Use of machine: The Machine is very quiet; nothing like a bike or treadmill. You could whisper to someone across the room and if they could hear you when the machine was still, they could hear you when you were using the machine. There was a slight squeegee-like squeak at first from the rear rollers, but this disappeared after a few minutes of use and never came back.
Controls are conveniently placed, especially the resistance level and ramp incline adjustment, which can be made with a thumb on the handlebar mounted controls.

I have enough relatives to investigate a small sample of people of different heights using the machine. If you were well over 6 foot tall, you might prefer the longer stride of the much more expensive machines. I you are shorter than 5' 3" you might appreciate a shorter stride of some other machine, but for most folks a 20" stride is good.
One relative complained that the resistance could not be set high enough, but he's the kind of guy that goes around in too small t-shirts and flexes his biceps whenever there is anyone in the room, even if it's only him.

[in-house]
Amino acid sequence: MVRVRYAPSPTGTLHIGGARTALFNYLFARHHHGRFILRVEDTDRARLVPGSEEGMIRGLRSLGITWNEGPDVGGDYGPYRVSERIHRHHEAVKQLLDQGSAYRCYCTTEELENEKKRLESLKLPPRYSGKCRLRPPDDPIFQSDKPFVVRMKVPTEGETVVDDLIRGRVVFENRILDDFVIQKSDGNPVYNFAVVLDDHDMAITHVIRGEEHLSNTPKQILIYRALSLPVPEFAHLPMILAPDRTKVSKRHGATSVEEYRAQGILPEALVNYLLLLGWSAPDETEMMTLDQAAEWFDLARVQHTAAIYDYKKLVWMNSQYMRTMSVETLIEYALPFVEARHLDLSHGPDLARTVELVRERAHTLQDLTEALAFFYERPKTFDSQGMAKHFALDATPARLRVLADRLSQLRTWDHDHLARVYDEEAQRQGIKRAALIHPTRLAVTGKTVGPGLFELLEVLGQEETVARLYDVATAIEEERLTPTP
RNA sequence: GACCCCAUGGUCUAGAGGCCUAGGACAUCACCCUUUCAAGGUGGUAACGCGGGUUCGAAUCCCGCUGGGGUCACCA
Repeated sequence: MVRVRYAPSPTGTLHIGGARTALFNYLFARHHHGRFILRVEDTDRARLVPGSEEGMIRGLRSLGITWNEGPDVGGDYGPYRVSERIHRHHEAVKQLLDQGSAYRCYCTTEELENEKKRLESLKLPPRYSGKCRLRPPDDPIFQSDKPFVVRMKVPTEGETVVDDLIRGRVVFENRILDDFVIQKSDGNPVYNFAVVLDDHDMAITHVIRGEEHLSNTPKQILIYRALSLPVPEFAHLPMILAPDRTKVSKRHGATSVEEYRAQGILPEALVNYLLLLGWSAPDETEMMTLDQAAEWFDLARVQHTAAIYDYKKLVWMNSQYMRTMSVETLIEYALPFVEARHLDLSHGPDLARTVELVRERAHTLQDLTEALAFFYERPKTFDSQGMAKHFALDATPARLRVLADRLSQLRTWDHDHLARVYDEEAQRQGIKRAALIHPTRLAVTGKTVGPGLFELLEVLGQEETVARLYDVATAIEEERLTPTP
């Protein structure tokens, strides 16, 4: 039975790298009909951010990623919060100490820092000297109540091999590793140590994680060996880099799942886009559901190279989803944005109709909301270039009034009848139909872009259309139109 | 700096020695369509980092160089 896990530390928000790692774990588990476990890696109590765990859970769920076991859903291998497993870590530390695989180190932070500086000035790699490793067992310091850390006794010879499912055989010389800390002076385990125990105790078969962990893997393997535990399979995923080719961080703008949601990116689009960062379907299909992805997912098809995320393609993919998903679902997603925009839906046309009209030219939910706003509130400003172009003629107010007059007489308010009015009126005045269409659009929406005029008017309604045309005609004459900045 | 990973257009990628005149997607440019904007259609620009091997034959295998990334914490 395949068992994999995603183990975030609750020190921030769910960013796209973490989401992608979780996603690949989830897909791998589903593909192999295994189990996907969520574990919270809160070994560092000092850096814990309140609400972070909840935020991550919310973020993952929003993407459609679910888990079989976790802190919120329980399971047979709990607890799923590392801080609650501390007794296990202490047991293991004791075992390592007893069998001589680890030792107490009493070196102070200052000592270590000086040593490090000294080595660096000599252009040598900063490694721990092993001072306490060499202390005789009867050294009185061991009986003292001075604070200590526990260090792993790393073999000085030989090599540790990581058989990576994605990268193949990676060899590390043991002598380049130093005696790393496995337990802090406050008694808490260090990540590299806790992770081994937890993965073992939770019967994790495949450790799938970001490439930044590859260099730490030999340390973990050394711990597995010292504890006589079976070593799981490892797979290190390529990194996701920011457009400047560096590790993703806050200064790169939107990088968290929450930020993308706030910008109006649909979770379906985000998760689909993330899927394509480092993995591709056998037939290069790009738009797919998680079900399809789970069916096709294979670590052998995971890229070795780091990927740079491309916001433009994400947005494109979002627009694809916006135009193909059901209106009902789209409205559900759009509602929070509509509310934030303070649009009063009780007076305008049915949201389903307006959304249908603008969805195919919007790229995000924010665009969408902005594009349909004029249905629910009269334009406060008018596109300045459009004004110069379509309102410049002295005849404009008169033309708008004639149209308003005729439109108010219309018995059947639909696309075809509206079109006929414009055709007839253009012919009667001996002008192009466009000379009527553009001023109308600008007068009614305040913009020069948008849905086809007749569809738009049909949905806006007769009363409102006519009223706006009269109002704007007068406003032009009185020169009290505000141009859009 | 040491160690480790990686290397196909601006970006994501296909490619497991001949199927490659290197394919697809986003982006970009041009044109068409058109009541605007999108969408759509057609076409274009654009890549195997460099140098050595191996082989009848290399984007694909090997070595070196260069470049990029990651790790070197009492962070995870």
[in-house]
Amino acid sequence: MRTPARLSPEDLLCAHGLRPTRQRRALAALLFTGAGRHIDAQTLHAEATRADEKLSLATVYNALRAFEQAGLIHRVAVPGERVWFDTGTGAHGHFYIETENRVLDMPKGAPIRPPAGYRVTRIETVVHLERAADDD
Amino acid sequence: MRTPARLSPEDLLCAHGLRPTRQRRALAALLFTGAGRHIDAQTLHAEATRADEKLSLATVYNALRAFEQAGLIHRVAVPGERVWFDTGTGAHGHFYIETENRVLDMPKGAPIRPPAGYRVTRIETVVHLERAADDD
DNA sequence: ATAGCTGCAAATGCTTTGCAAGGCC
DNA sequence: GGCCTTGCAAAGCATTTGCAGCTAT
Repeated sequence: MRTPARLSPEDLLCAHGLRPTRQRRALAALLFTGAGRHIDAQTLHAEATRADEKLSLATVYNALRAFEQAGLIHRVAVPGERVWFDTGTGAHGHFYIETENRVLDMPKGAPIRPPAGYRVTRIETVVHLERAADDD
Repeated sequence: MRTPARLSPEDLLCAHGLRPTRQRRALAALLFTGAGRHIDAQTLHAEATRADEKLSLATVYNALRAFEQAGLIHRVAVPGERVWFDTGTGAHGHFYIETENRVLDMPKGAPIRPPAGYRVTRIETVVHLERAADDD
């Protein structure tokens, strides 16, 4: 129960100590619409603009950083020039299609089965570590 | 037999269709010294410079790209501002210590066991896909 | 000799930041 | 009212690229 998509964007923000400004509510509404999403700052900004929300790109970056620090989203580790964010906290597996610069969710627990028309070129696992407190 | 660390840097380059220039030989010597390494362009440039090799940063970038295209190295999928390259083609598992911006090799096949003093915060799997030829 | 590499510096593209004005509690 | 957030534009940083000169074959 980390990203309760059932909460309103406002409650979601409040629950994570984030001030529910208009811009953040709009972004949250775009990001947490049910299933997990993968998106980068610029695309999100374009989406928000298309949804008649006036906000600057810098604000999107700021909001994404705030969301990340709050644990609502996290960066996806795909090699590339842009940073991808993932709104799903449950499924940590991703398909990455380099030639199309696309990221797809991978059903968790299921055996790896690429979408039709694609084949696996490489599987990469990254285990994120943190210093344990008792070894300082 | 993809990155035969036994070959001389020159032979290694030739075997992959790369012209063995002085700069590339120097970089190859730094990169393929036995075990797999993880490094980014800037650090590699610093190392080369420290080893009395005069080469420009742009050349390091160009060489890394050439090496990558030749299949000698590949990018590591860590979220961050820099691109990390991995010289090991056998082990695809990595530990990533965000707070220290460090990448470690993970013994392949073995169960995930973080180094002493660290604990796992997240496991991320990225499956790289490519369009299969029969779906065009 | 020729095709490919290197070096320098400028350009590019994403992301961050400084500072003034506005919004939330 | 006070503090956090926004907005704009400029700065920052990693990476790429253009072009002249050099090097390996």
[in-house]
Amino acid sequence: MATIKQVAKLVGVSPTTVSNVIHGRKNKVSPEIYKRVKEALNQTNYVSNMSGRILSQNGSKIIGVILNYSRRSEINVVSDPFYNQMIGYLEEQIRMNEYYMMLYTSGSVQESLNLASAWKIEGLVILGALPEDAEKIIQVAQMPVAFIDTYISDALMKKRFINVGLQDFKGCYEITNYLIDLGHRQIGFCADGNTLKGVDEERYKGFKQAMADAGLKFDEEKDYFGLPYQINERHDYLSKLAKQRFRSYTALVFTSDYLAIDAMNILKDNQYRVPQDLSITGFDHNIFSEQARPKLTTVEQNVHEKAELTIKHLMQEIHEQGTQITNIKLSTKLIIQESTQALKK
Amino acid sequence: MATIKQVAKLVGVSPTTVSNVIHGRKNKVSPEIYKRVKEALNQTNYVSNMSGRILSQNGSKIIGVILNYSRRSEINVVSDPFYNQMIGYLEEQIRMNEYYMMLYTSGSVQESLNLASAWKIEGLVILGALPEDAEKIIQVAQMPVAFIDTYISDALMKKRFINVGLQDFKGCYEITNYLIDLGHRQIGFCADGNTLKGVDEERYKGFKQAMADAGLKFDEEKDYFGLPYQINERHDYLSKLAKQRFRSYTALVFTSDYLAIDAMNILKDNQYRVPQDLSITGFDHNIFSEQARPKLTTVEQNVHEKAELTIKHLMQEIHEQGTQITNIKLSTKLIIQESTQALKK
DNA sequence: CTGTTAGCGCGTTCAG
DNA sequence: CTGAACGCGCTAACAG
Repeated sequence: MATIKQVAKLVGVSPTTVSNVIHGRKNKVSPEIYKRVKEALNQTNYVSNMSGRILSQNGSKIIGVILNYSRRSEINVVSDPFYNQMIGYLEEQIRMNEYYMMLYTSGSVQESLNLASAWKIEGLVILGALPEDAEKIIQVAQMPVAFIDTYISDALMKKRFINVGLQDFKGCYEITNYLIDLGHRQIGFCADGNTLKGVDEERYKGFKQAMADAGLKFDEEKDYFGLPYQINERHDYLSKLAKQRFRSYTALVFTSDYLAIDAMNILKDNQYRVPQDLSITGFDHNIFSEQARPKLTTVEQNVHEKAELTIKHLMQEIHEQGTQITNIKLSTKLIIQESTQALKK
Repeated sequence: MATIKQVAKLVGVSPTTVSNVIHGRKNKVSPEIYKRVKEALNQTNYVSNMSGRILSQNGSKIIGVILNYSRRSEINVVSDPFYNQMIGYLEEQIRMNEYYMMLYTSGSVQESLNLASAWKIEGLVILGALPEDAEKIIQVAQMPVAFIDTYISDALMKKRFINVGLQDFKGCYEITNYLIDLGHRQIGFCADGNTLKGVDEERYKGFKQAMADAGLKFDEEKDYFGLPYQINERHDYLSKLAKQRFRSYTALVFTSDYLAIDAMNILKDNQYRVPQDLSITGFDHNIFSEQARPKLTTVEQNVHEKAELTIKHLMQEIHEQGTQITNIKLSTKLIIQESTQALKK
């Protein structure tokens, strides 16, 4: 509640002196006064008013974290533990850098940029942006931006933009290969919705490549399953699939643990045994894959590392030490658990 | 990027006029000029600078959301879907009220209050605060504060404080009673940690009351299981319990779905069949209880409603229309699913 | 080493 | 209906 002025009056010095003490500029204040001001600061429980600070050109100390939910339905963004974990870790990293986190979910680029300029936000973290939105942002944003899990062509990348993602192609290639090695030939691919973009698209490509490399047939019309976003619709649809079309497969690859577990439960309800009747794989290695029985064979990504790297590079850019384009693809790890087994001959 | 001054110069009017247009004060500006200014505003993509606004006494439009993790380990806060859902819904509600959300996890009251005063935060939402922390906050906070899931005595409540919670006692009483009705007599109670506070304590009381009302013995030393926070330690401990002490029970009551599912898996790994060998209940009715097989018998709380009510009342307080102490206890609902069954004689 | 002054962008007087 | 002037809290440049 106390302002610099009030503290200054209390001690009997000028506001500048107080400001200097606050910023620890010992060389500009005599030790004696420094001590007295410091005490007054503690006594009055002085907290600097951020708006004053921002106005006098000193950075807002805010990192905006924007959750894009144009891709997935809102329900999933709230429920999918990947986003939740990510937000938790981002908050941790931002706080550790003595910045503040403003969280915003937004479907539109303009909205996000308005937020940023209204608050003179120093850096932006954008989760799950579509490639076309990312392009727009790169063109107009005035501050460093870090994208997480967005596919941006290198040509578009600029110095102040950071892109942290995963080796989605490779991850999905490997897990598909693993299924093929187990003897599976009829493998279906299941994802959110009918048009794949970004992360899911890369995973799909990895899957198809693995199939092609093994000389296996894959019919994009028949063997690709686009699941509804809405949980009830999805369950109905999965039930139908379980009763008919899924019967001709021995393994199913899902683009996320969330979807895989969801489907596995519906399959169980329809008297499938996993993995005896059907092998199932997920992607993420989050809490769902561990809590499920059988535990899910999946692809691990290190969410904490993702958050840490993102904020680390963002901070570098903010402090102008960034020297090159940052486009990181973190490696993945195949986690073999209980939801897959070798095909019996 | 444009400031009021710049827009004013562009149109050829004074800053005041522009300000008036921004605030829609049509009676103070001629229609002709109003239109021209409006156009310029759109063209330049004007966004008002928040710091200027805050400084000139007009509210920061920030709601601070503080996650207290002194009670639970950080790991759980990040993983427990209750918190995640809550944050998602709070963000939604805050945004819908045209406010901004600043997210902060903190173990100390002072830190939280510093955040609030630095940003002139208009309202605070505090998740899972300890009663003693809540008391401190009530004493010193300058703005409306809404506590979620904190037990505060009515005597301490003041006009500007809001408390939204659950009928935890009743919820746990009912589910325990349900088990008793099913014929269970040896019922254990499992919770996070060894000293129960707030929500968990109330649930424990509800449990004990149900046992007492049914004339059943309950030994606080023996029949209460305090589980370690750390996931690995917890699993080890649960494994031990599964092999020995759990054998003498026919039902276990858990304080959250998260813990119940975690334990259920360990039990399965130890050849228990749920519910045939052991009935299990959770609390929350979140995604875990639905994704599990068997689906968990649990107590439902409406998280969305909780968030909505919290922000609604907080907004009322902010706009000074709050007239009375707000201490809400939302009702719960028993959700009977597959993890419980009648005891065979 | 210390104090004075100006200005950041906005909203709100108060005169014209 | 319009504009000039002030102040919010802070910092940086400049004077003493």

Superfluous add-ons: There is a small (3") tubeaxial fan mounted on the control panel. Presumably it is there to provide some white noise ambiance. It serves no other useful purpose. This type of fan is useful for moving small amounts of air in small air spaces, where the small volume provides cooling for electronic devices or other relatively small heats sources. As a human body cooling device (or even a cooler for any single part of a human body such as a face or a hand, etc.) it is pure hokum.

You can plug in an mp3 player and listen to you player through speakers in the control panel. However, if you own an mp3 player then you already have speakers (headphones, earphones) and they will undoubtedly sound better than the E35 speakers - unless all you have are the original Ipod earbuds or some other very cheap earphones/headphones. Get yourself a small dock for your mp3 player--you deserve for all that exercising you're doing ;) .

I didn't take off points for these because I didn't expect them to be worth a tinker's damn, and because the machine is a great value anyway. But seriously folks, the speakers and fan are as useful as drawing little hearts to dot your "i"s.